"Your Friends & Neighbors" is about six people whose personalities range from somewhat superficial and self-absorbed down to frighteningly narcissistic. I've seen movies featuring unsympathetic lead characters before, but I don't ever recall seeing a film where the director seems to actively despise each and every one of his characters so much. A great deal of what goes on in this film is very funny and quite fascinating, if more than a little uncomfortable sometimes. (One scene features what I think must be the longest awkward silence in recent moviemaking.) Too often , though, the characters' motivations are left entirely unclear to the audience, and they seem to be pulled about by unseen motivations. This seems to be the result of too heavy a hand on the part of the writer /director Neil LaBute, who apparently is out not only to make us hate the characters, but to be confused by them and alienated from them as well. On the whole, though, the interesting and funny parts made up for a lot of the things that I never properly understood about the characters, making the movie worth seeing.
Overall Rating: 7 (out of 10), or 3 stars (out of 4)
The Edge (1997)
A Thinking Person's Action Movie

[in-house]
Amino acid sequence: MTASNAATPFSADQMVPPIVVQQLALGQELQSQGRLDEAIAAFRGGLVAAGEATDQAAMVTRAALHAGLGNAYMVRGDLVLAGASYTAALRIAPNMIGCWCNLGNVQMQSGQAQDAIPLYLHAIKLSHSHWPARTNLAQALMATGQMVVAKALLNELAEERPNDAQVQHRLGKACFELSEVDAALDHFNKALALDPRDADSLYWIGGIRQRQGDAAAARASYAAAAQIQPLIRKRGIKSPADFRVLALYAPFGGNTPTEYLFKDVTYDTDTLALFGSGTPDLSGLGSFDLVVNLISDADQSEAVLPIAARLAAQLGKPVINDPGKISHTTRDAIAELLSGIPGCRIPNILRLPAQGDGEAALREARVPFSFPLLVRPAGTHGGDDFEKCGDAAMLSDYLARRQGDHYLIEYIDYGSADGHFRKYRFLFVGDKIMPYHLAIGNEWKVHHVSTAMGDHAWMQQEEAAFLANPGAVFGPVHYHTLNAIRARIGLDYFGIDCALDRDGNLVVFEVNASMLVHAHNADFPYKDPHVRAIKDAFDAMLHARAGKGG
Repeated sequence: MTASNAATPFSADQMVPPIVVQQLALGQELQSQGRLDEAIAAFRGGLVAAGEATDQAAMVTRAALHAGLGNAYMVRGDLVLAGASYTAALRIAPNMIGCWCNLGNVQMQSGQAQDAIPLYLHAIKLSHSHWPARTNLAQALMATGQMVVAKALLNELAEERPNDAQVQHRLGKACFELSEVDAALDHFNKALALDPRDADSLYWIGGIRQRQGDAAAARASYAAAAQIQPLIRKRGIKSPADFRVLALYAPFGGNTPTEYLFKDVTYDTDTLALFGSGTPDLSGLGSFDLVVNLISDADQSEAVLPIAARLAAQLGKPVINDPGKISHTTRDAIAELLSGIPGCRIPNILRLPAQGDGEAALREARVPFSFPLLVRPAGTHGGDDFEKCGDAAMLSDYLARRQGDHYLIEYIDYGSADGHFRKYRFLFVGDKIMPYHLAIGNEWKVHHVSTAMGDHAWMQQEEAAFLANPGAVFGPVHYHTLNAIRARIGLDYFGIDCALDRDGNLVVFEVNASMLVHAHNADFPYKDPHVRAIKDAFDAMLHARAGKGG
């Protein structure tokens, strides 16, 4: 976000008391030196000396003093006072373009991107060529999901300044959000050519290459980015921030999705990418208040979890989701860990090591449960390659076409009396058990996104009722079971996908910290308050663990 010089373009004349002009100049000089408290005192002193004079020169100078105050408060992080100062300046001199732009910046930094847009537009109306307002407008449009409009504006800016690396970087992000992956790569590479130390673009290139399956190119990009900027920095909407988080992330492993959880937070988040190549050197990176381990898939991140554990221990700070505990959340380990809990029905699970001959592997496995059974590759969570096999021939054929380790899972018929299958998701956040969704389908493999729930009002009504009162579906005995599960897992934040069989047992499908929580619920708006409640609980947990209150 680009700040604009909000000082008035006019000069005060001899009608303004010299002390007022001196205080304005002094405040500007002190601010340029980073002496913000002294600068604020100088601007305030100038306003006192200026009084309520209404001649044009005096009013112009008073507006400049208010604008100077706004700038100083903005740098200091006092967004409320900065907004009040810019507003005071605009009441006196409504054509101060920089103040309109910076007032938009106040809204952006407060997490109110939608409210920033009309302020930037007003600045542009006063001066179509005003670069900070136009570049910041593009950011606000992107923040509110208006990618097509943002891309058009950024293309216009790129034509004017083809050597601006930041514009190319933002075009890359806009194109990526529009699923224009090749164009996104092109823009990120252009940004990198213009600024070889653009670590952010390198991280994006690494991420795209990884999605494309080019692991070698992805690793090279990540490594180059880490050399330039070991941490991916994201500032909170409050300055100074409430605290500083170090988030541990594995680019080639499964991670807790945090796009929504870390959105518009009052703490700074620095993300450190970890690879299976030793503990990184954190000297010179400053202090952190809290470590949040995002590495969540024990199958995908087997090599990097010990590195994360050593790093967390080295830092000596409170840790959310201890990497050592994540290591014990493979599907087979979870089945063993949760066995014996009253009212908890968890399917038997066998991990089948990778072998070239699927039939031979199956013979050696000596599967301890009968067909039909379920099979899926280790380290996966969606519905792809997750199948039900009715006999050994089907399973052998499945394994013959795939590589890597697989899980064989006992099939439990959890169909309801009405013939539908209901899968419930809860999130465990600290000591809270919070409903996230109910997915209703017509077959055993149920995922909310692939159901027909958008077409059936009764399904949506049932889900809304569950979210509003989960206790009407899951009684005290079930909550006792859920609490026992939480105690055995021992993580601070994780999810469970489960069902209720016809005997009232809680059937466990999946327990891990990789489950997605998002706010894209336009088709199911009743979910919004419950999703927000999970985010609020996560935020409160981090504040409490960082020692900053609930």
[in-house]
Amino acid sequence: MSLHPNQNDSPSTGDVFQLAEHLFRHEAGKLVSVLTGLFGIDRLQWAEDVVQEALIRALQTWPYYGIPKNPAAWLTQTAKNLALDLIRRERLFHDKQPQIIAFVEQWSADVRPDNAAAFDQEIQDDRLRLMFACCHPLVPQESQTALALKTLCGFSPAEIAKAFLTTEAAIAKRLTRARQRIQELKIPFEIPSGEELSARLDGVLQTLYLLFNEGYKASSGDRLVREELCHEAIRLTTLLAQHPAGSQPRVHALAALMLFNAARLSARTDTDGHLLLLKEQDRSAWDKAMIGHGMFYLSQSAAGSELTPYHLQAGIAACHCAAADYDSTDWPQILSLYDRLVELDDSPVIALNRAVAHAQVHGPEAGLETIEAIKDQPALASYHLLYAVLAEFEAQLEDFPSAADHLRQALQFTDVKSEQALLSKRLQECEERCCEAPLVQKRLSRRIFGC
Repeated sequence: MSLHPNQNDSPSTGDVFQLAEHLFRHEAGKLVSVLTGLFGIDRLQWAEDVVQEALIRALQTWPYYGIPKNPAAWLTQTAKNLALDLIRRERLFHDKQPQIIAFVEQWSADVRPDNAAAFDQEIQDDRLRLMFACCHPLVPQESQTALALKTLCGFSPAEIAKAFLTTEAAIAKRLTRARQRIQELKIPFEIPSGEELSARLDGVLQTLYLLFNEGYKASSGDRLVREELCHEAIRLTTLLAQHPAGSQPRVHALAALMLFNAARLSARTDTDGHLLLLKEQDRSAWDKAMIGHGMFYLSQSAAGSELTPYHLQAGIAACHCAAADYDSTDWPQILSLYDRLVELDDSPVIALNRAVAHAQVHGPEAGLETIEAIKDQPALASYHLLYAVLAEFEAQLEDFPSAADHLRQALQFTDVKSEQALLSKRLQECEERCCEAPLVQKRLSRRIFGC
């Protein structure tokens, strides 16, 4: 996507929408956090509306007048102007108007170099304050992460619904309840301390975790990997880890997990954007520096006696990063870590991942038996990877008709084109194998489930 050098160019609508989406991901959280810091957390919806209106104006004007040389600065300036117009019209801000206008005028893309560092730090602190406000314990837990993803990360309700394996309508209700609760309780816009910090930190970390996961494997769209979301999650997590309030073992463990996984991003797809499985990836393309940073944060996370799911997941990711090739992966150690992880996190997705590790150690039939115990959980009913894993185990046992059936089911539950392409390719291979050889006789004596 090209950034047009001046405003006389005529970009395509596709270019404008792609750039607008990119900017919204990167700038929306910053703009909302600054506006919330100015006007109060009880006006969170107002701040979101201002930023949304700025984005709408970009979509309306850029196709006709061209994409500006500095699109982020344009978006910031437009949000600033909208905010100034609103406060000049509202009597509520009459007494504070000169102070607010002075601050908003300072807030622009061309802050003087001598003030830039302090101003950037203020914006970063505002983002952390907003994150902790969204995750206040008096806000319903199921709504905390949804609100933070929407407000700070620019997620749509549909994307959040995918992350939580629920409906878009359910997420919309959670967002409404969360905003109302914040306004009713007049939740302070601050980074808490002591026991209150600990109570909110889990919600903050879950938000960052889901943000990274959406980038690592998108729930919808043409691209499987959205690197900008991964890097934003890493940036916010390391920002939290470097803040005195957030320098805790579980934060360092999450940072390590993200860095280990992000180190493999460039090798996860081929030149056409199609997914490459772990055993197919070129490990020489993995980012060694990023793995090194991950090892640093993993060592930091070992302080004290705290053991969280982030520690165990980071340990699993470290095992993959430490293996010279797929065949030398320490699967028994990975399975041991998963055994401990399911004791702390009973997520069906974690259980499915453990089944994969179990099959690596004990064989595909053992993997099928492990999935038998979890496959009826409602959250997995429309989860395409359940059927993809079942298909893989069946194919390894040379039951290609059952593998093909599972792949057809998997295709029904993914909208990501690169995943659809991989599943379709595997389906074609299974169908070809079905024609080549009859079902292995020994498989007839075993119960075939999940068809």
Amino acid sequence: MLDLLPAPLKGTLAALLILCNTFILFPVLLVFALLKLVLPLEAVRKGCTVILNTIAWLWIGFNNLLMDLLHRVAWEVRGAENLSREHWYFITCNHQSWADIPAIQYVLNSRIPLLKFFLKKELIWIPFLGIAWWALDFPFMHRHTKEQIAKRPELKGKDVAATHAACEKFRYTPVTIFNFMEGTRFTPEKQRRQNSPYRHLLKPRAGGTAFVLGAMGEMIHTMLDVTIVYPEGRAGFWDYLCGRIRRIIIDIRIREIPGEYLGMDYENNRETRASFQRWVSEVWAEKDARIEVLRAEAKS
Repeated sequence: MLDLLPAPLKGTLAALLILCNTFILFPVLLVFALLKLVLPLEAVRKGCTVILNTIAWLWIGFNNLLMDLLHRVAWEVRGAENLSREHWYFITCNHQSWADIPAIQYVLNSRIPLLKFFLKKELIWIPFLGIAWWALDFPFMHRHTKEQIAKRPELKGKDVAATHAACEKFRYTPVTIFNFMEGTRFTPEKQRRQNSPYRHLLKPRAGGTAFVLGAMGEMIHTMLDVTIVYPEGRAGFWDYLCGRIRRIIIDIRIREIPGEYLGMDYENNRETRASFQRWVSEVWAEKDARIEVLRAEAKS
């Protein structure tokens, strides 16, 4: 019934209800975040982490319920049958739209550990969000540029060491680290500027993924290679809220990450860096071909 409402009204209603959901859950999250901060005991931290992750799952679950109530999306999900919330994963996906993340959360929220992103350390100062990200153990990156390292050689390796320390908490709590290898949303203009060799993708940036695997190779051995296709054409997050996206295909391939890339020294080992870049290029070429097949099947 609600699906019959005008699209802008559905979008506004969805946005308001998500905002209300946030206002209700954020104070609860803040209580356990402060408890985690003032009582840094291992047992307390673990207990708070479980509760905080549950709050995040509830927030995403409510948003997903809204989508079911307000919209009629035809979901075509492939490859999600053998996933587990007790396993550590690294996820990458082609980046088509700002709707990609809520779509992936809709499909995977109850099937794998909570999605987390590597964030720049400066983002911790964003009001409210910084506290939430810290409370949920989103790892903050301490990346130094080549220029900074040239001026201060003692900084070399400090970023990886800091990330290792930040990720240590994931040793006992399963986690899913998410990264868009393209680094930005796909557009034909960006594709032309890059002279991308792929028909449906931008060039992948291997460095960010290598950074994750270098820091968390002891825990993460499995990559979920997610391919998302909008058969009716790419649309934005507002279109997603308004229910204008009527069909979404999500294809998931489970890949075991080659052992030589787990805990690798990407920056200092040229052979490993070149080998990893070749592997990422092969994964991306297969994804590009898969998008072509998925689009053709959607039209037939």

"The Edge" is an example of what can happen when filmmakers respect the essential intelligence of their audience, even when making a film whose putative genre is not exactly known for highly intellectual entries. The film tells the story of three people who are lost in the Canadian Rockies when their plane crashes. From this pedestrian-sounding premise comes a movie that is really about the relationship that develops between two very different men: a brilliant, intellectual billionaire, played with characteristic genius by Anthony Hopkins, and a fashion photographer, played by Alec Baldwin. As the movie progresses, the superficial friendliness that they showed each other in civilization is destroyed and replaced by something much more complex and interesting. The dialogue, written by dialogue god David Mamet, is clever, rhythmic, and thought -provoking. The visceral aspects are also wonderful, with the unbelievably beautiful Canadian wilderness in the background and a rather high-tension action/adventure plot in the foreground. Overall, this is a tense, clever, and wildly entertaining film.